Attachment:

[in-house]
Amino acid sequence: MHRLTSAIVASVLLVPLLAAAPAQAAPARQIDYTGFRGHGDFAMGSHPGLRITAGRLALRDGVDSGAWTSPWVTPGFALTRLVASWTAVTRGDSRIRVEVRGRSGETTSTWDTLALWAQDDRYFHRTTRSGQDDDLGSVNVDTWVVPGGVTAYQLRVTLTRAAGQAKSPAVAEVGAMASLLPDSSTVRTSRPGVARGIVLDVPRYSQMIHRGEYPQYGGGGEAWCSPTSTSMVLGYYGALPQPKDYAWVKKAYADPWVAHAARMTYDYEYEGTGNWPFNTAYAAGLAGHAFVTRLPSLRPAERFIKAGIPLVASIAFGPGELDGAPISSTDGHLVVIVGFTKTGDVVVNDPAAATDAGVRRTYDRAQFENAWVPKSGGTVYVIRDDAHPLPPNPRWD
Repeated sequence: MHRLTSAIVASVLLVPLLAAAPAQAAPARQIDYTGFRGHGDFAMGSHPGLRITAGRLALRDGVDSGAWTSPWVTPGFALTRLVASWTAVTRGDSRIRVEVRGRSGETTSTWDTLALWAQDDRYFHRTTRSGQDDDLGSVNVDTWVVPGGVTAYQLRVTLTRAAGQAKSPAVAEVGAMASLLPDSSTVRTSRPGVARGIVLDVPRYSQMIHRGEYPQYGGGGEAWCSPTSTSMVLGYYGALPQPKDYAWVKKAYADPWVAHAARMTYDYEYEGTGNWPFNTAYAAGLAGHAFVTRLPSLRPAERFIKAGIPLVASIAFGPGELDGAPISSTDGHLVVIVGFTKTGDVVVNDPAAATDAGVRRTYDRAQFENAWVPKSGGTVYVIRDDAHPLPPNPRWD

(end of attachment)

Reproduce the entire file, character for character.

[in-house]
Amino acid sequence: MHRLTSAIVASVLLVPLLAAAPAQAAPARQIDYTGFRGHGDFAMGSHPGLRITAGRLALRDGVDSGAWTSPWVTPGFALTRLVASWTAVTRGDSRIRVEVRGRSGETTSTWDTLALWAQDDRYFHRTTRSGQDDDLGSVNVDTWVVPGGVTAYQLRVTLTRAAGQAKSPAVAEVGAMASLLPDSSTVRTSRPGVARGIVLDVPRYSQMIHRGEYPQYGGGGEAWCSPTSTSMVLGYYGALPQPKDYAWVKKAYADPWVAHAARMTYDYEYEGTGNWPFNTAYAAGLAGHAFVTRLPSLRPAERFIKAGIPLVASIAFGPGELDGAPISSTDGHLVVIVGFTKTGDVVVNDPAAATDAGVRRTYDRAQFENAWVPKSGGTVYVIRDDAHPLPPNPRWD
Repeated sequence: MHRLTSAIVASVLLVPLLAAAPAQAAPARQIDYTGFRGHGDFAMGSHPGLRITAGRLALRDGVDSGAWTSPWVTPGFALTRLVASWTAVTRGDSRIRVEVRGRSGETTSTWDTLALWAQDDRYFHRTTRSGQDDDLGSVNVDTWVVPGGVTAYQLRVTLTRAAGQAKSPAVAEVGAMASLLPDSSTVRTSRPGVARGIVLDVPRYSQMIHRGEYPQYGGGGEAWCSPTSTSMVLGYYGALPQPKDYAWVKKAYADPWVAHAARMTYDYEYEGTGNWPFNTAYAAGLAGHAFVTRLPSLRPAERFIKAGIPLVASIAFGPGELDGAPISSTDGHLVVIVGFTKTGDVVVNDPAAATDAGVRRTYDRAQFENAWVPKSGGTVYVIRDDAHPLPPNPRWD